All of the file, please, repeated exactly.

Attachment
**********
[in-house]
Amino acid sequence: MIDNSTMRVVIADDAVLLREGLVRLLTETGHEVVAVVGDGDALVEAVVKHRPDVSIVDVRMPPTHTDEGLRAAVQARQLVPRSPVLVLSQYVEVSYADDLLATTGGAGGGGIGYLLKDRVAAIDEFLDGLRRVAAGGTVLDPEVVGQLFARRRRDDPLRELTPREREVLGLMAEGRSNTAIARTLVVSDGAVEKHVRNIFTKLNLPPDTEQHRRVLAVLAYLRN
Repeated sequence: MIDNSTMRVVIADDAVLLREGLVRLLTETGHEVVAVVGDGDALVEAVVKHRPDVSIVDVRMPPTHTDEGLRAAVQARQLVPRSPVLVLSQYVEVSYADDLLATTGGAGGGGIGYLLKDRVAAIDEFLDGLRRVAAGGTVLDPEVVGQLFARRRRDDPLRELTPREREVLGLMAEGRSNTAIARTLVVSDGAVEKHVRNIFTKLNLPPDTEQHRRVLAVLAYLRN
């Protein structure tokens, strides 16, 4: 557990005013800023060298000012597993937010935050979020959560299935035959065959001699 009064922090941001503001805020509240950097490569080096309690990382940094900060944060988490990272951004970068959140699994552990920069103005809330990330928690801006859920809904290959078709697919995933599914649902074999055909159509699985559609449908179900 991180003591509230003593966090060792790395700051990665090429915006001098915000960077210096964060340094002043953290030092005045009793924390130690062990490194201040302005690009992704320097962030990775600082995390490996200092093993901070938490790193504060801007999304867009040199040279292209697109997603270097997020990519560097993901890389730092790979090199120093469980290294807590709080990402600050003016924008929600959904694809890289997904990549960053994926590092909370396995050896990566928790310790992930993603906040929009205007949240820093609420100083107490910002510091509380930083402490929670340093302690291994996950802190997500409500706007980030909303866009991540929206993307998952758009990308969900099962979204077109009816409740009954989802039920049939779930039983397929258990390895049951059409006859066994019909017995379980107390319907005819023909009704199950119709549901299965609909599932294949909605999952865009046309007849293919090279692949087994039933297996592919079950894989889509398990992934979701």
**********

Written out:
[in-house]
Amino acid sequence: MIDNSTMRVVIADDAVLLREGLVRLLTETGHEVVAVVGDGDALVEAVVKHRPDVSIVDVRMPPTHTDEGLRAAVQARQLVPRSPVLVLSQYVEVSYADDLLATTGGAGGGGIGYLLKDRVAAIDEFLDGLRRVAAGGTVLDPEVVGQLFARRRRDDPLRELTPREREVLGLMAEGRSNTAIARTLVVSDGAVEKHVRNIFTKLNLPPDTEQHRRVLAVLAYLRN
Repeated sequence: MIDNSTMRVVIADDAVLLREGLVRLLTETGHEVVAVVGDGDALVEAVVKHRPDVSIVDVRMPPTHTDEGLRAAVQARQLVPRSPVLVLSQYVEVSYADDLLATTGGAGGGGIGYLLKDRVAAIDEFLDGLRRVAAGGTVLDPEVVGQLFARRRRDDPLRELTPREREVLGLMAEGRSNTAIARTLVVSDGAVEKHVRNIFTKLNLPPDTEQHRRVLAVLAYLRN
């Protein structure tokens, strides 16, 4: 557990005013800023060298000012597993937010935050979020959560299935035959065959001699 009064922090941001503001805020509240950097490569080096309690990382940094900060944060988490990272951004970068959140699994552990920069103005809330990330928690801006859920809904290959078709697919995933599914649902074999055909159509699985559609449908179900 991180003591509230003593966090060792790395700051990665090429915006001098915000960077210096964060340094002043953290030092005045009793924390130690062990490194201040302005690009992704320097962030990775600082995390490996200092093993901070938490790193504060801007999304867009040199040279292209697109997603270097997020990519560097993901890389730092790979090199120093469980290294807590709080990402600050003016924008929600959904694809890289997904990549960053994926590092909370396995050896990566928790310790992930993603906040929009205007949240820093609420100083107490910002510091509380930083402490929670340093302690291994996950802190997500409500706007980030909303866009991540929206993307998952758009990308969900099962979204077109009816409740009954989802039920049939779930039983397929258990390895049951059409006859066994019909017995379980107390319907005819023909009704199950119709549901299965609909599932294949909605999952865009046309007849293919090279692949087994039933297996592919079950894989889509398990992934979701």